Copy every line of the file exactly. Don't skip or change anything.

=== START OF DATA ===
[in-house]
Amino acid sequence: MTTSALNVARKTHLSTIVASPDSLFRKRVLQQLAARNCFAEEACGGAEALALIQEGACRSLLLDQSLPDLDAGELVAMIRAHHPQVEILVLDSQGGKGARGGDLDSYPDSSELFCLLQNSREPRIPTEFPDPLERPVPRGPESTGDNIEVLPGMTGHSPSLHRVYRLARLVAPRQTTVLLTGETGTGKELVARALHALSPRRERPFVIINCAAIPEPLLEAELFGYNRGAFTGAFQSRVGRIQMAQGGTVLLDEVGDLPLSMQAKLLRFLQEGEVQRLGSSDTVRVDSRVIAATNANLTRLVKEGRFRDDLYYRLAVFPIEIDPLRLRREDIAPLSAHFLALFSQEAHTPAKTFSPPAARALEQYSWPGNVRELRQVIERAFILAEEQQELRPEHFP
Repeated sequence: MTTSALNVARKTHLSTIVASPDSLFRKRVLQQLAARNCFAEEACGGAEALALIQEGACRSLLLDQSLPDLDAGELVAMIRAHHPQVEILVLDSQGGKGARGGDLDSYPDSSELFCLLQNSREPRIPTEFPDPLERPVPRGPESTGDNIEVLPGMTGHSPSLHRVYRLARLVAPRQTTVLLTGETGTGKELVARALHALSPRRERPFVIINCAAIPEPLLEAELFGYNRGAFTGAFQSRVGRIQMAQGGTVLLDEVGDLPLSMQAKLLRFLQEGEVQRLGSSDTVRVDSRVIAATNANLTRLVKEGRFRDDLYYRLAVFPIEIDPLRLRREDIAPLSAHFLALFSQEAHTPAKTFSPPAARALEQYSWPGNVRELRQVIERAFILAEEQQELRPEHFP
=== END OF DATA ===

[in-house]
Amino acid sequence: MTTSALNVARKTHLSTIVASPDSLFRKRVLQQLAARNCFAEEACGGAEALALIQEGACRSLLLDQSLPDLDAGELVAMIRAHHPQVEILVLDSQGGKGARGGDLDSYPDSSELFCLLQNSREPRIPTEFPDPLERPVPRGPESTGDNIEVLPGMTGHSPSLHRVYRLARLVAPRQTTVLLTGETGTGKELVARALHALSPRRERPFVIINCAAIPEPLLEAELFGYNRGAFTGAFQSRVGRIQMAQGGTVLLDEVGDLPLSMQAKLLRFLQEGEVQRLGSSDTVRVDSRVIAATNANLTRLVKEGRFRDDLYYRLAVFPIEIDPLRLRREDIAPLSAHFLALFSQEAHTPAKTFSPPAARALEQYSWPGNVRELRQVIERAFILAEEQQELRPEHFP
Repeated sequence: MTTSALNVARKTHLSTIVASPDSLFRKRVLQQLAARNCFAEEACGGAEALALIQEGACRSLLLDQSLPDLDAGELVAMIRAHHPQVEILVLDSQGGKGARGGDLDSYPDSSELFCLLQNSREPRIPTEFPDPLERPVPRGPESTGDNIEVLPGMTGHSPSLHRVYRLARLVAPRQTTVLLTGETGTGKELVARALHALSPRRERPFVIINCAAIPEPLLEAELFGYNRGAFTGAFQSRVGRIQMAQGGTVLLDEVGDLPLSMQAKLLRFLQEGEVQRLGSSDTVRVDSRVIAATNANLTRLVKEGRFRDDLYYRLAVFPIEIDPLRLRREDIAPLSAHFLALFSQEAHTPAKTFSPPAARALEQYSWPGNVRELRQVIERAFILAEEQQELRPEHFP